UPDATE: Burien Police Chief Addresses Recent Burglary Increase

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We were first to report on the recent rash of burglaries in Burien’s Gregory Heights neighborhood (thanks to our initial report, most of the other “mainstream media” has picked this story up), and now we’re probably first to publish the following response from Burien Police Chief Scott Kimerer:


This is a recap of what went out to the Burien Officers. We want to increase our visability and talk with residents as part of our prevention tactic. There is real value in the analysis to see if a pattern exists. We want to be effective with the time we can spend in these neighborhoods. I appreciate all the awareness this has created. We all need to watch out for our neighbors and the Burien Police will work as hard as we can to keep our neighborhoods safe.

Chief Kimerer

K. Scott Kimerer
Police Chief/City of Burien
(206) 296-3333 office

Here’s the email Chief Kimerer forwarded to us, which apparently went out to all Burien P.D. officers from Captain Carl Cole:


Over the last week we have received a number of complaints about a property crime wave hitting the Gregory Heights, Three Tree Point area.

Crime Analysis has not shown a significant increase or number of burglaries or other property crimes. We are working on figuring that out, in the mean time I am making this request:

  1. Please spend some time in these neighborhood on area checks, especially this weekend when many folks may be out of town.
  2. Log your time out on radio
  3. If you see folks out and about, please make contact and see if they are aware of any recent crimes that may not have been reported…if you do talk to anyone, please shoot me an email with the details even if they are unaware of anything

Thanks, and let me know if you have any questions. CCC

Captain Carl Cole
Burien Police Department
206/296-3341 (W)
206/423-2941 (C)

It’ll be interesting to see if this raised awareness has any effect on this recent crime wave.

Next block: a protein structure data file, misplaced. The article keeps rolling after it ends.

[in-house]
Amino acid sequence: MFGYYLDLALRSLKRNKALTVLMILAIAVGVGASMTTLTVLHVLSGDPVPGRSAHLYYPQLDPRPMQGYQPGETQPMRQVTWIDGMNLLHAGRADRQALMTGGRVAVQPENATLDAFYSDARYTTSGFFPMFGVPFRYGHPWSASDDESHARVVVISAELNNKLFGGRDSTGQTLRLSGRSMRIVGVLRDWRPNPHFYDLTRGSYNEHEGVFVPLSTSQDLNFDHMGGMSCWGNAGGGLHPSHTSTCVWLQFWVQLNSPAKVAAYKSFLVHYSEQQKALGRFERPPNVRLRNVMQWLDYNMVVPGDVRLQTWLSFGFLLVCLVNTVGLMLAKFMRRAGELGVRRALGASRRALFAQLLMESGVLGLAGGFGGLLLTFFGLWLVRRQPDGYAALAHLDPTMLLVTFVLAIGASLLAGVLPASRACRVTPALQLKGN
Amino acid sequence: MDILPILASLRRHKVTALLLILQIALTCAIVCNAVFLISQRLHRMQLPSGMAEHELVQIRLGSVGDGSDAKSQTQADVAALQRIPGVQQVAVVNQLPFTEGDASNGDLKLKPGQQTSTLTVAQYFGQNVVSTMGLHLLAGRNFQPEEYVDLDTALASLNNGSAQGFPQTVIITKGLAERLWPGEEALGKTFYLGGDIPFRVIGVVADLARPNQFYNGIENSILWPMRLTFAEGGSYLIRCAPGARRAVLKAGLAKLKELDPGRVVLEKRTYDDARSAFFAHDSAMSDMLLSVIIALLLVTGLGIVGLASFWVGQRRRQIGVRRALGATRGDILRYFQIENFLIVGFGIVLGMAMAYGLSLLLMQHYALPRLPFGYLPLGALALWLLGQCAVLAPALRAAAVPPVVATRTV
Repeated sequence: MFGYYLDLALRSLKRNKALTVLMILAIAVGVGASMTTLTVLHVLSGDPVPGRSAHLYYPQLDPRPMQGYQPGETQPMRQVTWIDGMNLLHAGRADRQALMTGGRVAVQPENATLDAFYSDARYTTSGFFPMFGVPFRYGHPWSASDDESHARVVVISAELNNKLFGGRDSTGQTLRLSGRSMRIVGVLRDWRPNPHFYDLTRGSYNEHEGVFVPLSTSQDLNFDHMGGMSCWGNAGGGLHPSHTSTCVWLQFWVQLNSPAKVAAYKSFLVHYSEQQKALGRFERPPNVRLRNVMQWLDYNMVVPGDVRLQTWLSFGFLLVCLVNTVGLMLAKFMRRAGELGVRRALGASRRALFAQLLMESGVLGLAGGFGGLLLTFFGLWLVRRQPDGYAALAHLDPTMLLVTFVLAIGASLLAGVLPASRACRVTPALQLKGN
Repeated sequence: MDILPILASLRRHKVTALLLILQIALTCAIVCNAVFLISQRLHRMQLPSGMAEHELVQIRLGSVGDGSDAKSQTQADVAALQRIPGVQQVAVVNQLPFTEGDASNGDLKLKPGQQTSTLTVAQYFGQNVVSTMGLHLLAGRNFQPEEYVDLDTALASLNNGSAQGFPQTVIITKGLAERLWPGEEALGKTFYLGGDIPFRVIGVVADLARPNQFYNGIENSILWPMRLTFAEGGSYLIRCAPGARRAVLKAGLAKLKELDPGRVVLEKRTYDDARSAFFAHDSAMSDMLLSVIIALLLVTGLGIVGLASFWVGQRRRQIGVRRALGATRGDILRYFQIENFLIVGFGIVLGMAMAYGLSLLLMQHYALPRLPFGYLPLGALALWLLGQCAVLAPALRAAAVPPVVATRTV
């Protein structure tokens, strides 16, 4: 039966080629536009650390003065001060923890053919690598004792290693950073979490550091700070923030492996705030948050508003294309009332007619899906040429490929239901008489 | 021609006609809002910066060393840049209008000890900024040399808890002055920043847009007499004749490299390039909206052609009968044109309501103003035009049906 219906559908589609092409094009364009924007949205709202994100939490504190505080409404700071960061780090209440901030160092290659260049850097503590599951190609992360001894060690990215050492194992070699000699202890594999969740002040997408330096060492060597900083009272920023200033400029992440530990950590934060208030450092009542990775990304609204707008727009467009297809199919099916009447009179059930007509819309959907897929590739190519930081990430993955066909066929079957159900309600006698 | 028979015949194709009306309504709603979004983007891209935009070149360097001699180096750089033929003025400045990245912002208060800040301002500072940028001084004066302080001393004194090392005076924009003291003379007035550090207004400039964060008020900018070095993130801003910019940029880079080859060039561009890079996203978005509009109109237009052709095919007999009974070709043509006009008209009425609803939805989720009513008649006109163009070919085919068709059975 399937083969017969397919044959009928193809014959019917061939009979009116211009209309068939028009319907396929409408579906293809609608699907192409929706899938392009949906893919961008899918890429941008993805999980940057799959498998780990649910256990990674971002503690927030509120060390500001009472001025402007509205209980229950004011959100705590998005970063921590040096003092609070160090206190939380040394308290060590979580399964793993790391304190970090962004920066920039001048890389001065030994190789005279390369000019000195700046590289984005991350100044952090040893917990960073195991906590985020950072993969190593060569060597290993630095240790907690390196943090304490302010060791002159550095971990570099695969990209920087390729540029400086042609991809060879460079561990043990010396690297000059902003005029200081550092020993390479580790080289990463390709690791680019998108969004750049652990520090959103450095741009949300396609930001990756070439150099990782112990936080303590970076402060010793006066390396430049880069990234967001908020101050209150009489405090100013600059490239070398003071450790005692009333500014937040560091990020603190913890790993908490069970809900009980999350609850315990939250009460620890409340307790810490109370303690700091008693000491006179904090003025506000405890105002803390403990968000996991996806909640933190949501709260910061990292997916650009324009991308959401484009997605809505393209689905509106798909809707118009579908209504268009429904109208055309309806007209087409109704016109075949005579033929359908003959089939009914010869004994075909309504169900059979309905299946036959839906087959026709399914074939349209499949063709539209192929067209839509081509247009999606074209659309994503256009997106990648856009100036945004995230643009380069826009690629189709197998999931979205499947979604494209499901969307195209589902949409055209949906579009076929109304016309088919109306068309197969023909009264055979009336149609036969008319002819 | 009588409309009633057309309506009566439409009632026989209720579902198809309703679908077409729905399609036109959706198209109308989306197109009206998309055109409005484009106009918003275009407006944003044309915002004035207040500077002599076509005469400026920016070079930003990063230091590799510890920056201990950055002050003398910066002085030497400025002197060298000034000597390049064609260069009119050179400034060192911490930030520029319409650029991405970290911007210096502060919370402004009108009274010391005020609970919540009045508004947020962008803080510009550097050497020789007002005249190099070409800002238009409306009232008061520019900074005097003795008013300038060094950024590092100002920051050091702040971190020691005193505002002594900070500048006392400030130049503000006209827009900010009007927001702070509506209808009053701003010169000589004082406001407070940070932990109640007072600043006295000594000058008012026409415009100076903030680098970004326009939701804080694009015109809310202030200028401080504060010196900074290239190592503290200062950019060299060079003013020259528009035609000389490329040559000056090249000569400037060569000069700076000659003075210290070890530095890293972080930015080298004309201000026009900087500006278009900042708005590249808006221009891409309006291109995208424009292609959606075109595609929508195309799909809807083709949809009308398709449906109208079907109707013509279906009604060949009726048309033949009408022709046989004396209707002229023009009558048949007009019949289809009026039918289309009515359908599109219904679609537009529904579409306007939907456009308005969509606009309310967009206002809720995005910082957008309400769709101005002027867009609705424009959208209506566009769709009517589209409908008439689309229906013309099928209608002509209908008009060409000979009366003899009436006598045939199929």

As we were once told by a Public Information Officer:

“Crime is like a tube of toothpaste – if you squeeze it at one end, it just comes out on the other…”

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14 Responses to “UPDATE: Burien Police Chief Addresses Recent Burglary Increase”
  1. Christine says:

    What I want from my police force is for them to respond to home burglar alarms. I want to install one but as long as the police refuse to respond to them unless a rent a cop comes out first, there is simply no sense. By the time an alarm company’s security comes out to verify a problem and then calls in the police, the crooks will have had time to steal your stuff and pawn it too!

    I am willing to pay false alarm fees…even steep ones. I am outraged that the police not only won’t take calls from alarm companies but that I would get fined if I have an alarm unless I pay someone else to respond to the call.

    The concept of everyone carrying guns for protection scares the hell out of me…but people are getting desperate.

    Burien is going to be a pretty large city soon. Why can’t we have our own police department instead of renting one from King County and set it up to meet our needs including responding to home alarms?

    • Greg Duff says:

      Christine I realize that you are frustrated that the KCSO will not respond unless the call comes from your alarm company fter verification. This is a practical matter for any police department to implement as false alarms are costly not only in dollars but in man hours. I know you said you are willing to pay a huge fine for a false alarm but what about the times when the officer is responding to your false alarm instead of my family member being attacked. What good is your fine going to do then.
      As far as Burien getting their own police department, the KCSO is one of the finest police departments in the state. In an emergency situation, officers from other parts of King County will come to Burien to take care of problems. If Burien had their own force, not only would it cost more, but you would only have the officers on the Burien police force available and that is a whole lot less than the manpower of KCSO.

      • Christine says:

        Greg Duff,
        I lived in a very similar city for 12 years, College Park, Georgia. The police force did respond to alarms and quickly. They also did vacation home checks and pro-actively did license checks, closed streets, ran regular patrols through the streets of Historic College Park. There was a close alliance with the Historic College Park Neighborhood Association and our Police Chief and community officers were usually in attendance.

        This is what I would like to see for our city. I know it isn’t cheap but security is important and I don’t feel especially safe here. I love Burien but I feel like every time I go on vacation I worry about what I will come home to. When my husband has to travel, I can’t sleep.